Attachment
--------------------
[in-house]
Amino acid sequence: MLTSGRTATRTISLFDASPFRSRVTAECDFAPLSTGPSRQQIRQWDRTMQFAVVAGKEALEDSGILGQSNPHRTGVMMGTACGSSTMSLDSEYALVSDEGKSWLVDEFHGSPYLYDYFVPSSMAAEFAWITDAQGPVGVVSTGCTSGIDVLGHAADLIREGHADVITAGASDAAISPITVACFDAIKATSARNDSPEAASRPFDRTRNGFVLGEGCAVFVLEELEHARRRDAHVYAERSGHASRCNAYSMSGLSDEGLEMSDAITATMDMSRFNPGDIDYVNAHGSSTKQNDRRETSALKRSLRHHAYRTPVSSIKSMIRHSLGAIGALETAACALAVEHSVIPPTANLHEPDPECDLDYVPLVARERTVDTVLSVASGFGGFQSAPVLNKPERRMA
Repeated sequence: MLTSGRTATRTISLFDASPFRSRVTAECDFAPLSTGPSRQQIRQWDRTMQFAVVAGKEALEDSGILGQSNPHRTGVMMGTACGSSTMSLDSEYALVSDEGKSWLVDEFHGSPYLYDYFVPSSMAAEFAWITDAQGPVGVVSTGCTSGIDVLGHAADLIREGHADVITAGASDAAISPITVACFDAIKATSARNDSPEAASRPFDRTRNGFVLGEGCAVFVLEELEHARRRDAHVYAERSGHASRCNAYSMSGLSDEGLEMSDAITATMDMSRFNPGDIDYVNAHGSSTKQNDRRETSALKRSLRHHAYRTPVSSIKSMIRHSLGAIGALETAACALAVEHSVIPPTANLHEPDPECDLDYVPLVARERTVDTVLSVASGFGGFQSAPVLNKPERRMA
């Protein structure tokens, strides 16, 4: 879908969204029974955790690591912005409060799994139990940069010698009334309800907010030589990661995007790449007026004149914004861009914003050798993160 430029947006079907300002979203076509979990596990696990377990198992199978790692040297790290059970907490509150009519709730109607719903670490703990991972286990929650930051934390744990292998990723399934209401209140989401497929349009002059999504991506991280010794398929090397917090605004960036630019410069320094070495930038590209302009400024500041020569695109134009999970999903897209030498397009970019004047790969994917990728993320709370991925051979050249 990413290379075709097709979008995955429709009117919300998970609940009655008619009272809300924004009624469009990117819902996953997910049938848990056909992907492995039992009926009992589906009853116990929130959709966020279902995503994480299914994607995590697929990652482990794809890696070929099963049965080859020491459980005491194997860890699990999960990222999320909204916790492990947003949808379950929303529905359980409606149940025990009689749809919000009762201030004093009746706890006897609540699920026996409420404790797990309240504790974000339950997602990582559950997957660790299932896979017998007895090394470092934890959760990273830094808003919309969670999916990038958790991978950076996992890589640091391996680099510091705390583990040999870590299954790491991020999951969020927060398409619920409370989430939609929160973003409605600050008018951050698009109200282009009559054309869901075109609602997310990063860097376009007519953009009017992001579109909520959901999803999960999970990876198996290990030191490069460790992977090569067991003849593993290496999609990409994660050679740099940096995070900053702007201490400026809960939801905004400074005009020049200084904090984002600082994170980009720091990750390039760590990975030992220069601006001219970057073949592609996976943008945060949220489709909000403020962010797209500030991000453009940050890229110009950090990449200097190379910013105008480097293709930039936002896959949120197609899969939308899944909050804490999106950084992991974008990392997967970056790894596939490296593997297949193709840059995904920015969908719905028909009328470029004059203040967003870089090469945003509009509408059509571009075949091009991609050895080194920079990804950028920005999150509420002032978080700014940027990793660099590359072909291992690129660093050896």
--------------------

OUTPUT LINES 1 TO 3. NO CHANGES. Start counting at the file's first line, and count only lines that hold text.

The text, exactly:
[in-house]
Amino acid sequence: MLTSGRTATRTISLFDASPFRSRVTAECDFAPLSTGPSRQQIRQWDRTMQFAVVAGKEALEDSGILGQSNPHRTGVMMGTACGSSTMSLDSEYALVSDEGKSWLVDEFHGSPYLYDYFVPSSMAAEFAWITDAQGPVGVVSTGCTSGIDVLGHAADLIREGHADVITAGASDAAISPITVACFDAIKATSARNDSPEAASRPFDRTRNGFVLGEGCAVFVLEELEHARRRDAHVYAERSGHASRCNAYSMSGLSDEGLEMSDAITATMDMSRFNPGDIDYVNAHGSSTKQNDRRETSALKRSLRHHAYRTPVSSIKSMIRHSLGAIGALETAACALAVEHSVIPPTANLHEPDPECDLDYVPLVARERTVDTVLSVASGFGGFQSAPVLNKPERRMA
Repeated sequence: MLTSGRTATRTISLFDASPFRSRVTAECDFAPLSTGPSRQQIRQWDRTMQFAVVAGKEALEDSGILGQSNPHRTGVMMGTACGSSTMSLDSEYALVSDEGKSWLVDEFHGSPYLYDYFVPSSMAAEFAWITDAQGPVGVVSTGCTSGIDVLGHAADLIREGHADVITAGASDAAISPITVACFDAIKATSARNDSPEAASRPFDRTRNGFVLGEGCAVFVLEELEHARRRDAHVYAERSGHASRCNAYSMSGLSDEGLEMSDAITATMDMSRFNPGDIDYVNAHGSSTKQNDRRETSALKRSLRHHAYRTPVSSIKSMIRHSLGAIGALETAACALAVEHSVIPPTANLHEPDPECDLDYVPLVARERTVDTVLSVASGFGGFQSAPVLNKPERRMA